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Extreme Heat Hits Some Georgia Neighborhoods Harder Than Others

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Since the 1960s, Atlanta has added an additional 22 days of the year where the temperature reached as high as 90 degrees. That's according to NOAA, the National Oceanic and Atmospheric Administration. Two researchers from Spelman College say climate change is one reason. The development of cities is another.

Na'Taki Jelks and Guanyu Huang are assistant professors of environmental and health sciences. They're leading a citywide study into which Atlanta neighborhoods get the hottest, which stay cooler and who lives where. Jelks was also named a champion of change by President Obama for her work.

Leah Fleming: So, heat islands are urban areas that experience higher temperatures due to lots of buildings, roads and other infrastructures that re-emit the sun's heat more than natural landscapes do, like green spaces in parks and forests. What is it that makes Atlanta one of the most vulnerable cities in the country?

Na'Taki Jelks: What we do know is that people who live in some of the historically redlined neighborhoods are facing more impacts because of exposure to extreme heat. These are likely the places where we don't have as much tree canopy and cover, where we don't have as many parks and green spaces that would — could be in place to help mitigate some of those impacts.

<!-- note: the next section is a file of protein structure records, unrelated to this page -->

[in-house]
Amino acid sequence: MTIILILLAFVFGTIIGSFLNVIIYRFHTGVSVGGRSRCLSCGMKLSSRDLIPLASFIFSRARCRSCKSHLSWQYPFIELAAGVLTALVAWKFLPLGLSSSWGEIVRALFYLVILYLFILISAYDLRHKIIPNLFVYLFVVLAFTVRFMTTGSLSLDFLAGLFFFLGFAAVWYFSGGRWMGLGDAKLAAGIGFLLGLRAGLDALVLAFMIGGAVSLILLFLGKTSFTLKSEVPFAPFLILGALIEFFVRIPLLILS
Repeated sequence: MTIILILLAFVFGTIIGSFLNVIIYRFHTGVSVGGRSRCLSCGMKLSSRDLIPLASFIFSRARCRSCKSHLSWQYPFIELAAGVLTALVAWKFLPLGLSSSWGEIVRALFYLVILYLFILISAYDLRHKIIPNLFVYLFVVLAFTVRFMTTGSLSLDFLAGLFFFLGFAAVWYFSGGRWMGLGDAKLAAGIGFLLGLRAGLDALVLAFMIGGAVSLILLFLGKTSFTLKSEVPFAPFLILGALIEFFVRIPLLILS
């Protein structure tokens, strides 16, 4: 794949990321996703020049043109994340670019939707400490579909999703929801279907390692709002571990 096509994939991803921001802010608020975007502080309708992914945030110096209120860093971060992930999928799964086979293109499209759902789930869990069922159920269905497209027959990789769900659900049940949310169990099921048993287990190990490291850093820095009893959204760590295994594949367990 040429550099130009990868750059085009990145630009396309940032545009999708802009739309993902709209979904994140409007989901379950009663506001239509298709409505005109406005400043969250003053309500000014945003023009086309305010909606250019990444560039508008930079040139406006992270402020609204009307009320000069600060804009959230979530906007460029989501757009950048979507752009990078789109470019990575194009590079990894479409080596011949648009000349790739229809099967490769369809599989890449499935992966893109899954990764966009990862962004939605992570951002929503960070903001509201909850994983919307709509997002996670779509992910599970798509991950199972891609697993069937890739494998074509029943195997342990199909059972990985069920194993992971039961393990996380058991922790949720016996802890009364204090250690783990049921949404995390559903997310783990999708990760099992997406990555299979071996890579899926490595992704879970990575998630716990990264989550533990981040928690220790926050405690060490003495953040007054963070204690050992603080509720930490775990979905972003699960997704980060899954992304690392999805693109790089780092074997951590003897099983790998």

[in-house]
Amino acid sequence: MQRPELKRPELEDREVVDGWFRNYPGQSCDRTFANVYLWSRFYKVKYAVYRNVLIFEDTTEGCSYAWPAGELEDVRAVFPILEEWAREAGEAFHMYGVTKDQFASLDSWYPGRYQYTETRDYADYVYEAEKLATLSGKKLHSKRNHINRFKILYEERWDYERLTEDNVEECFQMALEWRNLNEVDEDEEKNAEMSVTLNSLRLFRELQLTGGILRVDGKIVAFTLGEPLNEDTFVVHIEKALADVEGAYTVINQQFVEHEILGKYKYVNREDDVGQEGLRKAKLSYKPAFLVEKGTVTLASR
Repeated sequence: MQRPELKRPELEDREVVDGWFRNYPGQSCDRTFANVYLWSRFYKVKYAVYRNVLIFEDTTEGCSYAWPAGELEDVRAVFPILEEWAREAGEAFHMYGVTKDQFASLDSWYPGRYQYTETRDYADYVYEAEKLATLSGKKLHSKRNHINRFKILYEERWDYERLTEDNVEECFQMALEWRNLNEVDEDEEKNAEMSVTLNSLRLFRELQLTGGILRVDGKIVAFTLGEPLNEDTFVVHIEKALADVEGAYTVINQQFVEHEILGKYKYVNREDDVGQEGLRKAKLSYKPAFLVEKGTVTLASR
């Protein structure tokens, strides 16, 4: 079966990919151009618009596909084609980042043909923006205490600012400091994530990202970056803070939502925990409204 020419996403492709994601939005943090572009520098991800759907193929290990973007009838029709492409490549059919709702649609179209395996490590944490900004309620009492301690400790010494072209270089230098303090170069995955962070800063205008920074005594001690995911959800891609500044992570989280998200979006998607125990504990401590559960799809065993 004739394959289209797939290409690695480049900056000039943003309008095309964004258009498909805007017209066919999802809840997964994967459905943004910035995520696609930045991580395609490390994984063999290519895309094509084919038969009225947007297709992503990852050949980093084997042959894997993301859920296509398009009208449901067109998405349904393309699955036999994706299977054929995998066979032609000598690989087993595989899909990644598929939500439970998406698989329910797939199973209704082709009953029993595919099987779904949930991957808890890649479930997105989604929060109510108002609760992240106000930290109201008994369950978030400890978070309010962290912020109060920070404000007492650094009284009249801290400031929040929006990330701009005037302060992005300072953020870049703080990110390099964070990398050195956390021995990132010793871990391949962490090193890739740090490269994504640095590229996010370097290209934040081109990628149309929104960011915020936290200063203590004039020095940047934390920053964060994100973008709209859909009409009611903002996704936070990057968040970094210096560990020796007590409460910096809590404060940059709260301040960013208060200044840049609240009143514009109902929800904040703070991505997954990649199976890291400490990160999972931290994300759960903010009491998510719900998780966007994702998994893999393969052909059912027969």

Leah Fleming: So, your group is working with the city of Atlanta, the National Weather Service, and even volunteers to create an urban heat map. Talk a little bit more about what that looks like. 

Guanyu Huang: Yeah, we're actually recruiting volunteers to use their temperature sensors that are provided by NOAA to measure temperatures three times on our campaign day. Our campaign day is Sept. 4th. So, we had to have a good understanding of the high temperature, especially the variation of the temperature.

Leah Fleming: So, you say Atlanta was cooler about 20 years ago, and since then the city has erased most of its tree canopy. So, how do you suggest, Guanyu, that the city cool down as Atlanta continues to grow and urbanize?

Guanyu Huang: Vegetation. We need more trees to at least cool the temperature down a little bit in Atlanta. So, just to make our life a little easier.

Leah Fleming: So, there are some other urban heat islands that have taken on this kind of research that you all are embarking on. And then they're coming back proposing solutions like maybe whitewashing black asphalt or roof surfaces, adding more trees. Are any of these solutions that you are proposing that you think might work for Atlanta or even other communities across Georgia?

Na'Taki Jelks: Those are definitely all within the realm of possibility for our city. One other thing that I would add is that, you know, looking at ways to support energy efficiency for homes. We've also got to think about how much people have to spend in terms of their monthly incomes just to cool their homes. Unfortunately, in many lower income communities in the Atlanta area are spending a significant amount of their, you know, monthly incomes on paying for their electricity bills. And so for those folks, sometimes people might even make a decision to not run their air conditioning as much to keep the cost down, not realizing that we might be in some of those significant heat waves that could, you know, prove to be detrimental to their health in terms of heat stress or heat exhaustion as it relates to their exposure to extreme heat.

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